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date: 22 August 2019

Abstract and Keywords

This article critiques models of competency-based training in vocational education and training in Anglophone countries and contrasts it to ‘kompetenz’ in Germanic countries. It identifies six key problems with Competency-Based Training (CBT): first, CBT is tied to specific ensembles of workplace roles and requirements; second, the outcomes of learning are tied to descriptions of work as it currently exists; third, CBT does not provide adequate access to underpinning knowledge; fourth, CBT is based on the simplistic and behaviourist notion that processes of learning are identical with the skills that are to be learnt; fifth, the credibility of a qualification is based on trust, not what it says a person can do; and sixth, CBT is based on a notion of the human actor as the supervised worker. The article argues generic skills are not the alternative, and it uses a ‘modified’ version of the capabilities approach as the conceptual basis for qualifications.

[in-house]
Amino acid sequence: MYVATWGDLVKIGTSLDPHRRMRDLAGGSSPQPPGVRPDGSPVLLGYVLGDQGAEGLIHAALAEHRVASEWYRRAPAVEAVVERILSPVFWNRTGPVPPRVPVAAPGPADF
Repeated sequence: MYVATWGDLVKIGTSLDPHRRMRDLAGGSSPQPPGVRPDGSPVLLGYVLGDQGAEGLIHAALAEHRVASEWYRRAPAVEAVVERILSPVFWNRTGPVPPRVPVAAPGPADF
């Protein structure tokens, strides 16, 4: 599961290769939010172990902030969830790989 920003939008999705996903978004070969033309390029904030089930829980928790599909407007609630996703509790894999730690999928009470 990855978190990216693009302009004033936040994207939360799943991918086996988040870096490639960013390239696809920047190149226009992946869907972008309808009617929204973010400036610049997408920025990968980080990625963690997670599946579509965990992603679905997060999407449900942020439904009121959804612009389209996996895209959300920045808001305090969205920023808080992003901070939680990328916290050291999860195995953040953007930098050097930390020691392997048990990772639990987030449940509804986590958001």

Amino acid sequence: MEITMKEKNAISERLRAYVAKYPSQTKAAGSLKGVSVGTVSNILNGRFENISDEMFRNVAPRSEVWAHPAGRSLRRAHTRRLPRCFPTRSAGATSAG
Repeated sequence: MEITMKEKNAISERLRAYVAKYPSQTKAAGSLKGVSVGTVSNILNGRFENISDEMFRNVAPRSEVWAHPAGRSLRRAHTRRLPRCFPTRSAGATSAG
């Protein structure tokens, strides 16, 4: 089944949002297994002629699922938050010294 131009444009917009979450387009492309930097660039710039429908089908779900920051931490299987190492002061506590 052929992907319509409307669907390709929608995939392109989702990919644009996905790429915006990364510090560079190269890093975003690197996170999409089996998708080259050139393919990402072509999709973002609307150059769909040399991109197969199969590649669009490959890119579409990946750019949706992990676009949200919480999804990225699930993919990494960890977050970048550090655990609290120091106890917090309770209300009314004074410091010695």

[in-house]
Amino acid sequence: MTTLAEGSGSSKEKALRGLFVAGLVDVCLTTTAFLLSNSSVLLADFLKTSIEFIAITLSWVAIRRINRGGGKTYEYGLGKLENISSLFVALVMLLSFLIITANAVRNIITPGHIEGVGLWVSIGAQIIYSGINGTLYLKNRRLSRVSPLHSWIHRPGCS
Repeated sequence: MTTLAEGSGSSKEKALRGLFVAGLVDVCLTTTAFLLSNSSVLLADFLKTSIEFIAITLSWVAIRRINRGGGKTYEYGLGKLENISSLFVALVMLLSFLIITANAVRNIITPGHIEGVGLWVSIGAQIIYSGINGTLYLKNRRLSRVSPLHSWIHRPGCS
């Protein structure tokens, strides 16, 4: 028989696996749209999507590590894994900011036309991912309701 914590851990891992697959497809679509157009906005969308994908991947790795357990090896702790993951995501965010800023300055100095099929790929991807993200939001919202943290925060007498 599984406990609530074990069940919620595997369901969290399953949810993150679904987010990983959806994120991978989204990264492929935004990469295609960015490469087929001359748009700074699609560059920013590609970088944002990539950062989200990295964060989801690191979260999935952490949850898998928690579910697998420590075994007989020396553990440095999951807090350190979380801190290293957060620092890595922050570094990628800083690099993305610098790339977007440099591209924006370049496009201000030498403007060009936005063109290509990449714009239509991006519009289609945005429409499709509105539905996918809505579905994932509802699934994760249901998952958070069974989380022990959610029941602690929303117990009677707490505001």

Keywords: behaviourism, capabilities approach, competency-based training, generic skills, kompetenz, skills, vocational education and training

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